A colourful illustration of a disembodied hand holding a phone on which an audiobook is playing.
A colourful illustration of a disembodied hand holding a phone on which an audiobook is playing.

It’s fair to say that audiobooks are flourishing. In 2020, 9% of the UK population bought one; there were 126 audiobooks sold every minute, or two per second, according to Nielsen Books & Consumers data.

Couple this with the huge growth in popularity of podcasts in recent years, and it's clear we're in the midst of a golden period of listening culture. Audiobooks themselves have developed massively from the author-reads-book format of old, often into fully realised soundscapes with movie-level production values – all accessible from the phone in your pocket.

But for diehard fans of physical books, the world of audiobooks can still seem a little daunting, or complicated. So here is our easy to follow guide to getting started. You won't look back.

So, the burning question. What are audiobooks?

An audiobook allows you, the listener, to hear a recording of a printed book. “Mary had a little lamb. Its fleece was white as snow”, were the opening words whispered onto a phonograph by Thomas Edison, back in 1870. That humble phonograph slowly sparked a revolution in publishing, and now thanks to the wonders of the world wide web, audiobooks are available at the touch of a button. 

The days of Edison's tinny recordings are long gone and full-cast performances and beguiling multi-sensory experiences are now the norm. You can experience the latest literary fiction recited in the dulcet tones of world-famous actors, drift off to soothing ASMR sleep tales, shed a tear at poignant memoirs and better yourself to confidence-boosting self-improvement. In short, there’s something for everyone, whatever type of book takes your fancy.

Are audiobooks for me?

It’s no secret that at Penguin, we love books. But we also know grappling with a hardback isn’t for everyone. The thing about audiobooks, though, is that you don’t have to be a bookworm to enjoy them. In fact, if you find reading difficult, audiobooks may suit you just perfectly.

However, if you do love books – and we don’t blame you – an audiobook is simply another way to access a story. Their brilliantly accessible format makes them ideal for everyone, from those who have a visual impairment or struggle with reading to those who read regularly printed books and just want another way to cram literature into their lives.

A colourful illustration of a man cooking while listening to an audiobook on headphones.

When and where should I listen?

The hands-free functionality of audiobooks means they can slot seamlessly into your day-to-day. Lots of people listen at times when reading would be impossible, like on long car drives. If you’re time-poor, you can tune in as you exercise, cook, or inject some pizzazz as you go about mundane chores. Audiobooks fill gaps that physical books simply can’t.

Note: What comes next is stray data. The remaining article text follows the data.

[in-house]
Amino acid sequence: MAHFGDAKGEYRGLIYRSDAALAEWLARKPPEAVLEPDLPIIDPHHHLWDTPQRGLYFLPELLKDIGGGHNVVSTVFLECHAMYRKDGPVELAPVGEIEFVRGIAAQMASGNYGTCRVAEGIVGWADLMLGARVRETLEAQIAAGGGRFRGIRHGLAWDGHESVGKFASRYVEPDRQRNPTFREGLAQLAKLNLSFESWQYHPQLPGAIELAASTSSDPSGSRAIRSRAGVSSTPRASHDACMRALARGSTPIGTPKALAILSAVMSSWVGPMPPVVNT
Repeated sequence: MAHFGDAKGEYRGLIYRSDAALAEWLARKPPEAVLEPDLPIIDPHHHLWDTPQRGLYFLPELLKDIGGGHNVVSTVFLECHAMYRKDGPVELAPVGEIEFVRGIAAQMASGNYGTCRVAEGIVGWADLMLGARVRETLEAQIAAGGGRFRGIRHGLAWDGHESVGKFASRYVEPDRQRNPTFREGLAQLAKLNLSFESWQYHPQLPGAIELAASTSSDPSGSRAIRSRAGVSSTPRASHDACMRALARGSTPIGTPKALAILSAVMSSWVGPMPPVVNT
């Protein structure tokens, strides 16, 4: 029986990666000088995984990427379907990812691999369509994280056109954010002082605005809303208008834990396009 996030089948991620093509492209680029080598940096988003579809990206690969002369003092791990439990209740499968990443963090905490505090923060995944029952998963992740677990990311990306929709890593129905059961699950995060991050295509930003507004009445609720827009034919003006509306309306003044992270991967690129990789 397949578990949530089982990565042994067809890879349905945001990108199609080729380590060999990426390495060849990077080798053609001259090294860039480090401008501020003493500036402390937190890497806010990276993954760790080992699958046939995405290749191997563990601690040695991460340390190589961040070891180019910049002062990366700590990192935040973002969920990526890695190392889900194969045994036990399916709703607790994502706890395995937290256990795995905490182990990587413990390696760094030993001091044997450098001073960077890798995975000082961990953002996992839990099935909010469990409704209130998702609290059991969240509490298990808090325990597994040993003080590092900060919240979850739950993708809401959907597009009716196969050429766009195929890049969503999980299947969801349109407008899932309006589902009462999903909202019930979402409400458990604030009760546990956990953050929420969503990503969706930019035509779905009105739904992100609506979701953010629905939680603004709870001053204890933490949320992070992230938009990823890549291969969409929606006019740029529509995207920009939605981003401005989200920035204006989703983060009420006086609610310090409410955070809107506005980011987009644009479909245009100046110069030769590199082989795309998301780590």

They're also a soothing screen-free way to unwind in bed, which is perfect for tired eyes after a long day at work. Listening together with others is another advantage – you can enjoy them as a family or while travelling with friends.

That sounds great! What do I need to listen?

Almost any device with an internet connection will let you play an audiobook. The most common route is through a smartphone, with computers and tablets popular too. An Apple Watch even allows you access, as do some reading devices like the Kindle, if they have a “read-aloud” function.

With all of these devices, how you listen is as easy as using its built-in speakers, or a simple pair of headphones will allow you more freedom to go where you please while listening to your story. 

A smart speaker such as the Amazon Echo, aka Alexa, will let you play from your Audible account or through Amazon’s Kindle service, which Alexa will pleasantly read to you with her text-to-speech wizardry.

And while you can access a bookshop’s worth of children’s literature on all of these devices, some parents or carers may prefer a screen-free option for the little one in their life. Of course, there are plenty of zingy, kid-safe options on the market such as the Yoto and Toniebox speakers.

Now we know this all sounds a bit tech-heavy so if physical formats are more your thing, CDs are still readily available and a convenient, offline alternative.

Okay, but where do the books come from?

Now you’ve decided on your hardware, it’s time to delve into a few books to get a taste for things. The most popular way to source them is through an online store where you can stream or buy. The latter is ideal if you’d prefer not to be tied into a monthly subscription. 

But don’t be daunted if this all sounds a bit complex, it's a bit like dipping into a real-life bookshop or library. Most stores allow you to search for specific titles, or browse by genre and interest. Here’s a run-through of some of the most well-known and what they offer, to make life a little easier.